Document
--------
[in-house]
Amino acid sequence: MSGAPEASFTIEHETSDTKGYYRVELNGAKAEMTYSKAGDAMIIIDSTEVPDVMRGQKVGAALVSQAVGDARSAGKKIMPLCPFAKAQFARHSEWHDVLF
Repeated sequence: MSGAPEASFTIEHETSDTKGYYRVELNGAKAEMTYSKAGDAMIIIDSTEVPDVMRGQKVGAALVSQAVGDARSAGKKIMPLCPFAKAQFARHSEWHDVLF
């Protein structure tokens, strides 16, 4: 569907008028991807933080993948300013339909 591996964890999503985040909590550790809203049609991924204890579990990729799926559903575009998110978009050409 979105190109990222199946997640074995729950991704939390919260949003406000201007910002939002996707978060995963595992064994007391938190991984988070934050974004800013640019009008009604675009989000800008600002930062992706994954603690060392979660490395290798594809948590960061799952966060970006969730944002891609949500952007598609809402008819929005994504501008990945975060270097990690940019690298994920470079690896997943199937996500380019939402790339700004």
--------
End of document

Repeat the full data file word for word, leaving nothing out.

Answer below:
[in-house]
Amino acid sequence: MSGAPEASFTIEHETSDTKGYYRVELNGAKAEMTYSKAGDAMIIIDSTEVPDVMRGQKVGAALVSQAVGDARSAGKKIMPLCPFAKAQFARHSEWHDVLF
Repeated sequence: MSGAPEASFTIEHETSDTKGYYRVELNGAKAEMTYSKAGDAMIIIDSTEVPDVMRGQKVGAALVSQAVGDARSAGKKIMPLCPFAKAQFARHSEWHDVLF
């Protein structure tokens, strides 16, 4: 569907008028991807933080993948300013339909 591996964890999503985040909590550790809203049609991924204890579990990729799926559903575009998110978009050409 979105190109990222199946997640074995729950991704939390919260949003406000201007910002939002996707978060995963595992064994007391938190991984988070934050974004800013640019009008009604675009989000800008600002930062992706994954603690060392979660490395290798594809948590960061799952966060970006969730944002891609949500952007598609809402008819929005994504501008990945975060270097990690940019690298994920470079690896997943199937996500380019939402790339700004």